Problem: Suppose $g:\mathbb{R} \to \mathbb{R}$ has period $1$ and is $\mathcal{C}^{\infty}$. Let $\alpha \in \mathbb{R}$. Consider the following equation: \begin{equation} f(x)-f(x+\alpha)=g(x) \end{equation}

I am asked to:

$1$. Let $\alpha \in \mathbb{Q}$. Find necessary and sufficient condition on $g$ such that the equation has a solution $\mathcal{C}^{\infty}$ with period $1$.

$2$. Let $\alpha \in \mathbb{R} \smallsetminus \mathbb{Q}$ such that exist $\gamma >0$ and $\tau >0$ with $|\alpha - \frac{p}{q}|>\gamma q^{-2-\tau}$ for all $\frac{p}{q} \in \mathbb{Q}$, $q \geq 1$. Find necessary and sufficient condition on $g$ such that the equation has a solution $\mathcal{C}^{\infty}$ with period $1$

$3$. Prove that the set of $\alpha$ of the second point has to measure $0$ in $\mathbb{R}$.


If we define $$\tau_{\alpha}f(x)=f(x-\alpha) \space \text{for}\space f:\mathbb{R} \to \mathbb{R}$$

then we would study $(\mathbb{I}-\tau_{-\alpha})f=g$ and a necessary condition for the first point is that $$\sum_{j=0}^kg(x+j\alpha)=0$$ where $k$ is such that $k\alpha \in \mathbb{Z}$.

  • 3
    $\begingroup$ Part (a) really calls for using Fourier series. In terms of Fourier coefficients, your equation is equivalent to $\left( 1 - e^{2\pi i n \alpha} \right) \hat{f}(n) = \hat{g}(n)$. So if $\alpha = \frac{p}{q}$ where $p,q$ have no common factors then a necessary condition on $g$ is that $\hat{g}(qk) = 0$ for all $k \in \mathbb{Z}$. This is also a sufficient condition as you define $g$ as $g(x) = \sum_{z \in \mathbb{Z}, z \notin q\mathbb{Z}} \frac{\hat{f}(n)}{1 - e^{2 \pi i n \alpha}} e^{2\pi i n x}$ and verify that this sum converges uniformly together with all derivatives if $f$ is smooth. $\endgroup$
    – levap
    Aug 16, 2021 at 20:11
  • $\begingroup$ @levap You’re right. Maybe in the last equation you have exchanged $f$ with $g$. We want to find $f$ given $g$, not vice versa. $\endgroup$ Aug 17, 2021 at 7:29

1 Answer 1


As @levap writes in the comment we use Fourier series. Define for $a>0$ the operator $\delta_a f(x):=f(ax)$. Thus we have that $\delta_{\frac{1}{2\pi}}f$ and $\delta_{\frac{1}{2\pi}}g$ are $2\pi$-periodic. Denoting $c_n(h)=\frac{1}{2\pi} \int_0^{2\pi}h(x)e^{-inx}dx$ the Fourier coefficient we have that from $(\mathbb{I}-\tau_{-\alpha})f=g$ then:

\begin{equation} \delta_{\frac{1}{2\pi}} \circ (\mathbb{I}-\tau_{-\alpha})f= \delta_{\frac{1}{2\pi}}g \end{equation}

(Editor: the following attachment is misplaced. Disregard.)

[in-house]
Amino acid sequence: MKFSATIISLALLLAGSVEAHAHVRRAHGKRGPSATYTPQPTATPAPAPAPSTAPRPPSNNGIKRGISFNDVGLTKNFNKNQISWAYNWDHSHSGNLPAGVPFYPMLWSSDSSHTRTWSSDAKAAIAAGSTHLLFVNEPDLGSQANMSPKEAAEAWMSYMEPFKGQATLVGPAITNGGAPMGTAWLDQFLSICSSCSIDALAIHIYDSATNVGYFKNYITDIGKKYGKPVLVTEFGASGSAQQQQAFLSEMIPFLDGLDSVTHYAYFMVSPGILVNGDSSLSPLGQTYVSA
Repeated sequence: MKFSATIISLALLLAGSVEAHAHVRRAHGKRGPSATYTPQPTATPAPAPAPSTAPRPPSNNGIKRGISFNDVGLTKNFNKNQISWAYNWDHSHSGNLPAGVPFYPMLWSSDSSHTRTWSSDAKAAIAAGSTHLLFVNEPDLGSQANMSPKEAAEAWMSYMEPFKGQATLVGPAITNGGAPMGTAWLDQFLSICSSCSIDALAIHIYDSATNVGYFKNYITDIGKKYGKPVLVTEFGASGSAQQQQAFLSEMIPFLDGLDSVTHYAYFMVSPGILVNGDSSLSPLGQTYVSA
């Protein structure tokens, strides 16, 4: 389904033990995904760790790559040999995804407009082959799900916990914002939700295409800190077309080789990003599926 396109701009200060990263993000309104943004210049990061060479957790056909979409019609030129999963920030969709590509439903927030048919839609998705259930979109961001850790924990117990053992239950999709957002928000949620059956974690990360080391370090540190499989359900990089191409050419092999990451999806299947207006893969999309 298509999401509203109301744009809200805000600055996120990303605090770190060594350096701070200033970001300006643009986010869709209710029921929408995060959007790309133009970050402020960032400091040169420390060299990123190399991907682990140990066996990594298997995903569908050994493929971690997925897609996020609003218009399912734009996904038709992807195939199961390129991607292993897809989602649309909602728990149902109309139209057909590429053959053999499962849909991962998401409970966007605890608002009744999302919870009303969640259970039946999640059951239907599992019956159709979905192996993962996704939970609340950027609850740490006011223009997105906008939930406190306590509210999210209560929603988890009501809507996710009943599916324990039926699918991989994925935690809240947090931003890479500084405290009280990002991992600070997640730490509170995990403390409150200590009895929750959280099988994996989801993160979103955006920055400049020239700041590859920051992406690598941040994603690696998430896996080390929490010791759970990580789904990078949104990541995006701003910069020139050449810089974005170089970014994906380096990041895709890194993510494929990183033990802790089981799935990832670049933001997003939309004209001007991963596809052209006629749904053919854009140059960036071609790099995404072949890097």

and thus $f(\frac{x}{2\pi})-f(\frac{x}{2\pi}+\alpha)=g(\frac{x}{2\pi})$. Taking the Fourier coefficients:

$$c_n(\delta_{\frac{1}{2\pi}}f)-c_n(\delta_{\frac{1}{2\pi}} \tau_{-\alpha} f)=c_n(\delta_{\frac{1}{2\pi}}g)$$

where $c_n(\delta_{\frac{1}{2\pi}} \tau_{-\alpha} f)=e^{2\pi i n \alpha} c_n(\delta_{\frac{1}{2\pi}}f)$. We then get: $$(1-e^{2\pi i n \alpha})c_n(\delta_{\frac{1}{2\pi}}f)=c_n(\delta_{\frac{1}{2\pi}}g)$$

Let's prove the three points separately:

  1. $\alpha \in \mathbb{Q}$. In this case for $n$ such that $n\alpha \in \mathbb{N}$ then $c_n(\delta_{\frac{1}{2\pi}}g)=0$ and we define $c_n(\delta_{\frac{1}{2\pi}}f)=0$. Otherwise we define: $$c_n(\delta_{\frac{1}{2\pi}}f)=\frac{c_n(\delta_{\frac{1}{2\pi}}g)}{(1-e^{2\pi i n \alpha})}$$ We will discuss the convergence later.

  2. Thanks to the property of $\alpha$ we have that $|1-e^{2\pi i q \alpha}| \geq \sqrt{2-2\cos (\frac{2\pi \gamma}{q^{1+\tau}})}\geq \frac{\sqrt{2}\pi \gamma}{q^{1+\tau}}(1+o(1))$ for $q \to +\infty$ and then the following inequality holds: $$|c_n(\delta_{\frac{1}{2\pi}}f)| \leq \frac{n^{1+\tau}}{\sqrt{2}\pi \gamma}(1+o(1)) |c_n(\delta_{\frac{1}{2\pi}}g)|$$ and this allows us to conclude that $f$ is well defined and $f \in \mathcal{C}^{\infty}$. The same estimate can be used to conclude the previous point. In fact if $q \nmid n$ then $n\alpha = \frac{k}{h}$ where $h \geq 2$.

  3. Let $A_n=\{ x \in \mathbb{R} |x| \leq n \}$. Then: $$B_n:=\bigcap\limits_{\tau \in \mathbb{N},\gamma \in \{\frac{1}{m}:m \in \mathbb{N} \}} (\bigcup\limits_{p \in \mathbb{N},q \in \mathbb{N}} \{x \in A_n: |x-\frac{p}{q}| \leq \gamma q^{-2-\tau} \})$$ has measure $0$. In fact if $B_{n,\tau,\gamma}=\bigcup\limits_{p \in \mathbb{N},q \in \mathbb{N}} \{x \in A_n: |x-\frac{p}{q}| \leq \gamma q^{-2-\tau} \}$ we have $|B_{n,\tau,\gamma}| \leq 2\gamma n q^{-2} \sum\limits_{q \in \mathbb{N}} q^{-\tau}$ which proves $|B_n|=0$ for all $n \in \mathbb{N}$.


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